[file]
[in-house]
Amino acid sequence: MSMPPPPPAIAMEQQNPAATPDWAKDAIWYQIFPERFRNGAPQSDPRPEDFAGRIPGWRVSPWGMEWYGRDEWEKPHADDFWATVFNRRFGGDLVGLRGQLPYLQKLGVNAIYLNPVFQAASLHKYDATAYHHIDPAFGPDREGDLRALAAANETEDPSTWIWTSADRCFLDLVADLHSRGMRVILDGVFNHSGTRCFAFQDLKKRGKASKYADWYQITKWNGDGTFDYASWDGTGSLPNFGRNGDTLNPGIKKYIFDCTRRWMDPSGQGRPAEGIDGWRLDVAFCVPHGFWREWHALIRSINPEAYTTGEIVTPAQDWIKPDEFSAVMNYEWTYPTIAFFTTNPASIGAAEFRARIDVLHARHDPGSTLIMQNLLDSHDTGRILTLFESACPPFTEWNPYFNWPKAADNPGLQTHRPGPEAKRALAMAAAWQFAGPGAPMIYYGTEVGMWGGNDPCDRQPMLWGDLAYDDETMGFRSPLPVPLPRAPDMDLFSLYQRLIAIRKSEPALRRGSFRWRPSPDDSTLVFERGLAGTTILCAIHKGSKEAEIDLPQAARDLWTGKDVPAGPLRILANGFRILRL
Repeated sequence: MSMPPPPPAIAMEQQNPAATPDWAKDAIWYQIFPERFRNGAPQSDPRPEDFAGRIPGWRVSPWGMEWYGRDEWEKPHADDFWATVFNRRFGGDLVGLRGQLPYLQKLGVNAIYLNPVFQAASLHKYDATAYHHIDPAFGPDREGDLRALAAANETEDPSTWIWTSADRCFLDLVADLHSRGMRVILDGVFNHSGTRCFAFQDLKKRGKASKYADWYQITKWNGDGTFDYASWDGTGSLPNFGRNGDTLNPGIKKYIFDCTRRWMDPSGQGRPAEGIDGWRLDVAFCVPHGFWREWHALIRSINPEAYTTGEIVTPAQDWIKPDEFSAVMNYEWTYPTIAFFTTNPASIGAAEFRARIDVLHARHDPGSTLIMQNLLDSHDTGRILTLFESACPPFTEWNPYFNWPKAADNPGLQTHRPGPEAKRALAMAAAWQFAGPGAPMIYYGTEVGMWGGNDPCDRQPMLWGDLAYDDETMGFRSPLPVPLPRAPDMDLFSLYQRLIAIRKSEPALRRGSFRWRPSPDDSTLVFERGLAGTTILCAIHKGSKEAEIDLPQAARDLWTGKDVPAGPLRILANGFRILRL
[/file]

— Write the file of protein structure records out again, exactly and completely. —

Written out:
[in-house]
Amino acid sequence: MSMPPPPPAIAMEQQNPAATPDWAKDAIWYQIFPERFRNGAPQSDPRPEDFAGRIPGWRVSPWGMEWYGRDEWEKPHADDFWATVFNRRFGGDLVGLRGQLPYLQKLGVNAIYLNPVFQAASLHKYDATAYHHIDPAFGPDREGDLRALAAANETEDPSTWIWTSADRCFLDLVADLHSRGMRVILDGVFNHSGTRCFAFQDLKKRGKASKYADWYQITKWNGDGTFDYASWDGTGSLPNFGRNGDTLNPGIKKYIFDCTRRWMDPSGQGRPAEGIDGWRLDVAFCVPHGFWREWHALIRSINPEAYTTGEIVTPAQDWIKPDEFSAVMNYEWTYPTIAFFTTNPASIGAAEFRARIDVLHARHDPGSTLIMQNLLDSHDTGRILTLFESACPPFTEWNPYFNWPKAADNPGLQTHRPGPEAKRALAMAAAWQFAGPGAPMIYYGTEVGMWGGNDPCDRQPMLWGDLAYDDETMGFRSPLPVPLPRAPDMDLFSLYQRLIAIRKSEPALRRGSFRWRPSPDDSTLVFERGLAGTTILCAIHKGSKEAEIDLPQAARDLWTGKDVPAGPLRILANGFRILRL
Repeated sequence: MSMPPPPPAIAMEQQNPAATPDWAKDAIWYQIFPERFRNGAPQSDPRPEDFAGRIPGWRVSPWGMEWYGRDEWEKPHADDFWATVFNRRFGGDLVGLRGQLPYLQKLGVNAIYLNPVFQAASLHKYDATAYHHIDPAFGPDREGDLRALAAANETEDPSTWIWTSADRCFLDLVADLHSRGMRVILDGVFNHSGTRCFAFQDLKKRGKASKYADWYQITKWNGDGTFDYASWDGTGSLPNFGRNGDTLNPGIKKYIFDCTRRWMDPSGQGRPAEGIDGWRLDVAFCVPHGFWREWHALIRSINPEAYTTGEIVTPAQDWIKPDEFSAVMNYEWTYPTIAFFTTNPASIGAAEFRARIDVLHARHDPGSTLIMQNLLDSHDTGRILTLFESACPPFTEWNPYFNWPKAADNPGLQTHRPGPEAKRALAMAAAWQFAGPGAPMIYYGTEVGMWGGNDPCDRQPMLWGDLAYDDETMGFRSPLPVPLPRAPDMDLFSLYQRLIAIRKSEPALRRGSFRWRPSPDDSTLVFERGLAGTTILCAIHKGSKEAEIDLPQAARDLWTGKDVPAGPLRILANGFRILRL